Who Needs Botox, Anyway?
As beauty writer Julia Teen notes, “Botox is one of those beauty treatments that everyone has an opinion on. You’re either out and proud with your crinkle-free face, or you’re all aboard the anti-freeze brigade.” Oddly enough, Botox tends to be immensely polarizing, which can be dangerous in the midst of lots of misinformation. For the most part, people associate Botox with removing wrinkles. As Houston Botox expert Dr. Polsen explains, “wrinkles can be caused by the muscles under your skin. Essentially, muscle fibers and receptors contract, causing the skin to recede. Botox has a proven track record smoothing out fine lines and filling wrinkles for a more youthful, radiant appearance.”
Depending on your opinions about plastic surgery, you may or may not agree with the idea of using a paralytic to smooth the wrinkles in your skin. Varying opinions on beauty, aging, and appearance can cause some pretty vehement responses on both ends of the spectrum. However, this controversy can obscure the fact that Botox has some other very useful and very effective applications in the medical realm, from reducing migraine headaches to stopping urinary incontinence, curing muscle spasms, easing the pain of tennis elbow, and even providing a remedy for crossed eyes.
These days, an increasingly common usage of Botox is for sweat prevention. If you have a negative association with the idea of Botox or don’t know much about it, you might never have considered the drug as a way to halt excessive sweating in the underarm, upper lip, palms, or soles of your feet. Have you suffered your entire life from the anxiety caused by sweaty palms, or huge stains in the armpits of your shirts? As it turns out, Botox might just be the solution to your problem.
Botox For Sweat-Prevention 101
When we talk about armpit sweating, we’re not just thinking about a few drops of sweat on a hot summer day. If you suffer from hyperhidrosis, or excessive sweating, it means that your body can’t effectively thermoregulate and will sweat even when it is not hot. As the American Academy of Dermatology explains, “it’s necessary to sweat. Sweating cools the body, which prevents us from overheating. People who have hyperhidrosis, however, sweat when the body does not need cooling…this excessive sweating can interfere with everyday activities. Hands can be so sweaty that it becomes difficult to turn a doorknob or use a computer. Sweat from the underarms often soaks through clothes, causing obvious sweat marks. Because the skin is often wet, skin infections can develop.”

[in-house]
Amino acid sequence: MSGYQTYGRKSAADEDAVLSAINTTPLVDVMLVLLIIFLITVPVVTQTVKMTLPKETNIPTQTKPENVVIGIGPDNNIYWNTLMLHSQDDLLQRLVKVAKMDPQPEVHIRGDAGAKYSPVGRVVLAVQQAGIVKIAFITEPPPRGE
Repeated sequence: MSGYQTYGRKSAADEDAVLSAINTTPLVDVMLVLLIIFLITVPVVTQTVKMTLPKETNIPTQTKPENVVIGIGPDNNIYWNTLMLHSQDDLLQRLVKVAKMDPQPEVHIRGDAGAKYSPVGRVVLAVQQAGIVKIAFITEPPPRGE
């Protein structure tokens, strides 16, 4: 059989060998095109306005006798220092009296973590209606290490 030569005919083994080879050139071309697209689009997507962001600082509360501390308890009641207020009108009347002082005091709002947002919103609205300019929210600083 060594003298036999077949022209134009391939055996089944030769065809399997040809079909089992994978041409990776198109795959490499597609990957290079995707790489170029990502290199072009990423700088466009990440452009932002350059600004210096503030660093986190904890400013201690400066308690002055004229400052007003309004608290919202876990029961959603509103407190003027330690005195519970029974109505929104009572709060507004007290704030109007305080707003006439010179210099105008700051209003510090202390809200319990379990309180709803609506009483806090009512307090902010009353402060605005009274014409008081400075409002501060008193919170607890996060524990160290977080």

Phew! Sweating isn’t only aesthetically unpleasant, it can often be really uncomfortable for the sufferer. And on important days, like school picture day or your wedding day, sweating profusely is a horrible condition to be afflicted with.
Sherry Sanvictores of the Dr. Cassileith Practice in Beverly Hills notes that it is for these patients that Botox comes in handy: “Botox is FDA-approved for excessive armpit sweating. It is something that for most patients, antiperspirant or even prescription-grade antiperspirant doesn’t do the job.” Back in 2004, the FDA approved the drug (the full name is OnabotulinumtoxinA) for its ability to temporarily block the secretion of the chemical responsible for turning on the body’s sweat glands: “By blocking, or interrupting this chemical messenger, botulinum toxin “turns off” sweating at the area where it has been injected.” The toxin is injected just under the surface of the skin, and lasts for six months up to one year.
While different bodies experience different results, Botox can usually reduce sweating in the underarm area by up to 80%. Glamour writer Beth Shapouri, who tried out the treatment to avoid sweating at a friend’s wedding, notes that her perspiration seems to have been “evenly redistributed” throughout her whole body: She no longer needs antiperspirant on a daily basis, and notes that she now only really sweats when she goes to the gym (and the levels are much lower than they were previously.”
A few notes: Botox doesn’t work quite as well on all areas of the body. While it’s a great treatment for hands, it isn’t as effective on the soles of your feet as a result of the thicker skin. If used to reduce upper-lip sweating, it can be a tricky procedure to use enough Botox so that the sweating will cease, without freezing or immobilizing your upper lip (see one writer’s quest to stop upper-lip sweat here).
As always in the case of cosmetic surgery, it is absolutely imperative to find a surgeon who is experienced, has performed Botox surgeries in the past, and believes that Botox is the best option for your individual needs. If you’re interested in learning more about using Botox to prevent excessive sweating or hyperhidrosis, just let us know! We’d be happy to help direct you to a surgeon who can help.